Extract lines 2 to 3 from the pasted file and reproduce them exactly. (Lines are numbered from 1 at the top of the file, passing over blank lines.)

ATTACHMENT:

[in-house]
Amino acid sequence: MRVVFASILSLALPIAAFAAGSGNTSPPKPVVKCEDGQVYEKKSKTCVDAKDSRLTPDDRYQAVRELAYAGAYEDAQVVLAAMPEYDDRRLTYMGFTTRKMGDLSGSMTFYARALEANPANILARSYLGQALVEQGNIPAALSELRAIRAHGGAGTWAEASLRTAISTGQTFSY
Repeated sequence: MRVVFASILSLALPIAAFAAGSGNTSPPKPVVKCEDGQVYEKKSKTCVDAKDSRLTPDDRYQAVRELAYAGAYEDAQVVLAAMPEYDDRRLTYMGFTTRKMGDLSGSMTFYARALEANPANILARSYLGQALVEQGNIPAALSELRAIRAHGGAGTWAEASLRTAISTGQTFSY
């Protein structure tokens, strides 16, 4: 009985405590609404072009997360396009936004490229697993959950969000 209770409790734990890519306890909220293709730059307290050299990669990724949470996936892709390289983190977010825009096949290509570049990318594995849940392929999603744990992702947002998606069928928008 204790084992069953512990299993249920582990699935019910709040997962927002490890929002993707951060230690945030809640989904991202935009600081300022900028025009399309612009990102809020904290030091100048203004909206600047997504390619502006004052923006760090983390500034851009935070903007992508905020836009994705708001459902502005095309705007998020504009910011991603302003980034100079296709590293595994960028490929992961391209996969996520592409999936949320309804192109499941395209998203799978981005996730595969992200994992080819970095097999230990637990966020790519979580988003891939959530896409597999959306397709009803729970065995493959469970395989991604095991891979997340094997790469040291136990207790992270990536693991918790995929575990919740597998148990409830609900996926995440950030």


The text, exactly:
Amino acid sequence: MRVVFASILSLALPIAAFAAGSGNTSPPKPVVKCEDGQVYEKKSKTCVDAKDSRLTPDDRYQAVRELAYAGAYEDAQVVLAAMPEYDDRRLTYMGFTTRKMGDLSGSMTFYARALEANPANILARSYLGQALVEQGNIPAALSELRAIRAHGGAGTWAEASLRTAISTGQTFSY
Repeated sequence: MRVVFASILSLALPIAAFAAGSGNTSPPKPVVKCEDGQVYEKKSKTCVDAKDSRLTPDDRYQAVRELAYAGAYEDAQVVLAAMPEYDDRRLTYMGFTTRKMGDLSGSMTFYARALEANPANILARSYLGQALVEQGNIPAALSELRAIRAHGGAGTWAEASLRTAISTGQTFSY